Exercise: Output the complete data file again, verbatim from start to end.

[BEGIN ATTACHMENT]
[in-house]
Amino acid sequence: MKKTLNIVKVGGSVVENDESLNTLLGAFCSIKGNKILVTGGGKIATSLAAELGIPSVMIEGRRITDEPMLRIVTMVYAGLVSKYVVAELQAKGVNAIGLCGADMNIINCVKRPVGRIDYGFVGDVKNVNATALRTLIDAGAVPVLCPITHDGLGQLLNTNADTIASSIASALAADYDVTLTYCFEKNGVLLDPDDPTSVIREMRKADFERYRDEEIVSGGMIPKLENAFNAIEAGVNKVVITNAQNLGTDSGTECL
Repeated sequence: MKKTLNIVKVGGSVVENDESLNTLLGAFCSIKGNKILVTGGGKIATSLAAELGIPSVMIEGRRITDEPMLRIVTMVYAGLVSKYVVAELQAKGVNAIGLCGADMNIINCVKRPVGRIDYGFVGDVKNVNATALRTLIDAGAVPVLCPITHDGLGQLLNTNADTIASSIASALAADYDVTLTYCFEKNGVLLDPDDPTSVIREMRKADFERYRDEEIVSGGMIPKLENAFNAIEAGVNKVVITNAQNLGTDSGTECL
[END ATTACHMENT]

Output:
[in-house]
Amino acid sequence: MKKTLNIVKVGGSVVENDESLNTLLGAFCSIKGNKILVTGGGKIATSLAAELGIPSVMIEGRRITDEPMLRIVTMVYAGLVSKYVVAELQAKGVNAIGLCGADMNIINCVKRPVGRIDYGFVGDVKNVNATALRTLIDAGAVPVLCPITHDGLGQLLNTNADTIASSIASALAADYDVTLTYCFEKNGVLLDPDDPTSVIREMRKADFERYRDEEIVSGGMIPKLENAFNAIEAGVNKVVITNAQNLGTDSGTECL
Repeated sequence: MKKTLNIVKVGGSVVENDESLNTLLGAFCSIKGNKILVTGGGKIATSLAAELGIPSVMIEGRRITDEPMLRIVTMVYAGLVSKYVVAELQAKGVNAIGLCGADMNIINCVKRPVGRIDYGFVGDVKNVNATALRTLIDAGAVPVLCPITHDGLGQLLNTNADTIASSIASALAADYDVTLTYCFEKNGVLLDPDDPTSVIREMRKADFERYRDEEIVSGGMIPKLENAFNAIEAGVNKVVITNAQNLGTDSGTECL